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There’s a Fungus among-us

Mucormycosis is a rare fungal infection from an organism found in soil, that occurs in the setting of immune dysfunction. In the US it is often associated with poorly controlled diabetes and persistently high blood sugars causing immune dysfunction (Organ transplant recipients are another group that can be affected). It can be catastrophic when it occurs, frequently infecting the nose and face requiring debridement and long courses of IV anti-fungal agents (amphotericin B which is lovingly referred to as “amphoterrible” due to its very serious side effects) and is often fatal ( I won’t post any photos here but I encourage google image searching for it). I always think of it as a disease occurring in the setting of over-nourishment, in part because that is often the setting in which it occurs in the US. When thinking of infectious diseases in India, one thinks of dengue or malaria and less so a fungus associated with diabetes. So when a woman walked into the clinic in Hyderabad (after traveling 12 hours from a rural town to get there) with a history of mucormycosis in the setting of poorly controlled DM, I was surprised that it had occurred, but I should not have been.

Obtaining adequate nutrition has historically been one of the biggest, if not the biggest, problems facing humanity since our beginning. However over the last twenty years or so we have seen a global shift from a problem of undernutrition to a problem of over nutrition. from 1990 to 2010 the estimated amount of global Disability Adjusted Life Years (DALYs for short and a way of estimating/quantifying morbidity due to disease) due to Protein-Calorie malnutrition dropped by 42%(1). During the same time period the amount of global DALYs for diabetes rose by 69% while childhood underweight dropped a staggering 60% (1). In large part this improvement is due to campaigns to end childhood hunger and more efficient food production in general. Now we are beginning to see diseases that primarily cause morbidity in high income countries transitioning to global health problems.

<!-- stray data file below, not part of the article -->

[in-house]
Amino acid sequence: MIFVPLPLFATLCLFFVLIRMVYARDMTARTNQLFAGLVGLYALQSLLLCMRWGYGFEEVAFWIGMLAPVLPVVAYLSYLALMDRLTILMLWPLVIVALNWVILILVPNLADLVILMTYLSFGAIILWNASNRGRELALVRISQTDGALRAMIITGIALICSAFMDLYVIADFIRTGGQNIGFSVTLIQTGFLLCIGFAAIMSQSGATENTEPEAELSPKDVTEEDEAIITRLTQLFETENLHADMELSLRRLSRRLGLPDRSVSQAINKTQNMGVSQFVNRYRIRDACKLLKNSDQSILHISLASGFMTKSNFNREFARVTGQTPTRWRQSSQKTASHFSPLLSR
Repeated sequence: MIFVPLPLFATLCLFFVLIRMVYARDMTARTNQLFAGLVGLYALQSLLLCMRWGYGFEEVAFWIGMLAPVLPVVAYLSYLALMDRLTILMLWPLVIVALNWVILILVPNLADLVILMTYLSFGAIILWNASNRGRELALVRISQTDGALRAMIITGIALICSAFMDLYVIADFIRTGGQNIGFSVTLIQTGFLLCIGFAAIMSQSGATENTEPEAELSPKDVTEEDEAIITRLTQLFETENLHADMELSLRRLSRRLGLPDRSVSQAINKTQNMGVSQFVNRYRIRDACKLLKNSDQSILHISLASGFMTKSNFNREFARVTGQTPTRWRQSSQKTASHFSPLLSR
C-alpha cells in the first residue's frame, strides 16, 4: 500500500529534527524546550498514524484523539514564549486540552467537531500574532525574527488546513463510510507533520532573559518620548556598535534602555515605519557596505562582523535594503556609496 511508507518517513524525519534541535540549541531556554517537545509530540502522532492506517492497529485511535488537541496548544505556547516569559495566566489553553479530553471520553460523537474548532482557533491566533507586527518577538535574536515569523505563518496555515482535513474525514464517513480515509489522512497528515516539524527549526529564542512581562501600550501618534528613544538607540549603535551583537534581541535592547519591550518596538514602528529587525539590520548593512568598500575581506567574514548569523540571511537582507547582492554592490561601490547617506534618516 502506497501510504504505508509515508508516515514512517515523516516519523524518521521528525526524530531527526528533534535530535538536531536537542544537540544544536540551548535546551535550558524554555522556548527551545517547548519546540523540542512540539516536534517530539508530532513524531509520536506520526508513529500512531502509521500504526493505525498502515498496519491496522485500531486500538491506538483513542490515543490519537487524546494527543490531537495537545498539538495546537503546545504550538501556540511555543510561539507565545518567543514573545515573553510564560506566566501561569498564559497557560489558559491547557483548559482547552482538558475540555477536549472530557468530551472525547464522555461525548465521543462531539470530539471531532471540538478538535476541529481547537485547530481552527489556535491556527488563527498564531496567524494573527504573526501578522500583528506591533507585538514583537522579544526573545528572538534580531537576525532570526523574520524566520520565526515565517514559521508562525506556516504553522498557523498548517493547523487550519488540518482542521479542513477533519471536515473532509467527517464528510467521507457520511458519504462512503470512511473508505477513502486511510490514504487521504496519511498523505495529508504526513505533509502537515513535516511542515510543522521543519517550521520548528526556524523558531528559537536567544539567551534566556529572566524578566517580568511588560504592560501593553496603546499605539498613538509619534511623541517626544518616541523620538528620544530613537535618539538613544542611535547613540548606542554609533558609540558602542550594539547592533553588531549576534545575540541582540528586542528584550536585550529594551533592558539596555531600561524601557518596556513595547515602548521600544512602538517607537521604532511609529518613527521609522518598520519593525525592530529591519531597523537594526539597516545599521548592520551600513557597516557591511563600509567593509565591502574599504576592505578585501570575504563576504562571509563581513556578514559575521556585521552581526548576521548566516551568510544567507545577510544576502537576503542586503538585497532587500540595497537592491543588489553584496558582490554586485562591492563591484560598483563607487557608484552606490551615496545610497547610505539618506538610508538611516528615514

Diabetes plays a significant role in the morbidity of the population of india, in 2013 an estimated 9.1% of the population has the disease (2). Overall the disease is increasing in frequency (3) with genetics likely playing a significant role in the development of disease as there is regional variation in disease frequency associated with different demographics of those regions. For example 6.1 per cent of the people in Kashmir Valley (Northern India) have the disease while it occurs with a frequency of 16.6 per cent in Hyderabad (south India), one theory for this is due to the differing genetic makeup of these populations (with the north tending to have a higher concentration of migrant asian populations) (3). This situation is similar to the native american populations in the US who have a significantly higher frequency of diabetes when compared to the non-indigenous populations. Genetics can predispose to the disease but lifestyle changes (decreased physical activity, better availability of calorie dense food) seem to be what ends up pushing the disease process over the edge.

So the problem to solve for global health professionals not only becomes how can we prevent diabetes, but also how can we get the medications to people who need them, especially insulin, especially in rural areas? Thinking back to the patient I saw in clinic who had to travel 12 hours to be seen by her primary care doctor, something unheard of in the US, this is no easy task.

References:

(1) Murray, Christopher et al “Measuring the Global Burden of Disease” N Engl J Med 2013;369:448-57.
(2) Reddy, K Srinath “India’s Aspirations for Universal Health Coverage” n engl j med 373;1 July 2, 2015.
(3) Seema Abhijeet Kaveeshwar, “The current state of diabetes mellitus in India” Australas Med J, 2014; 7(1): 45–48.

This entry was posted in BMC.
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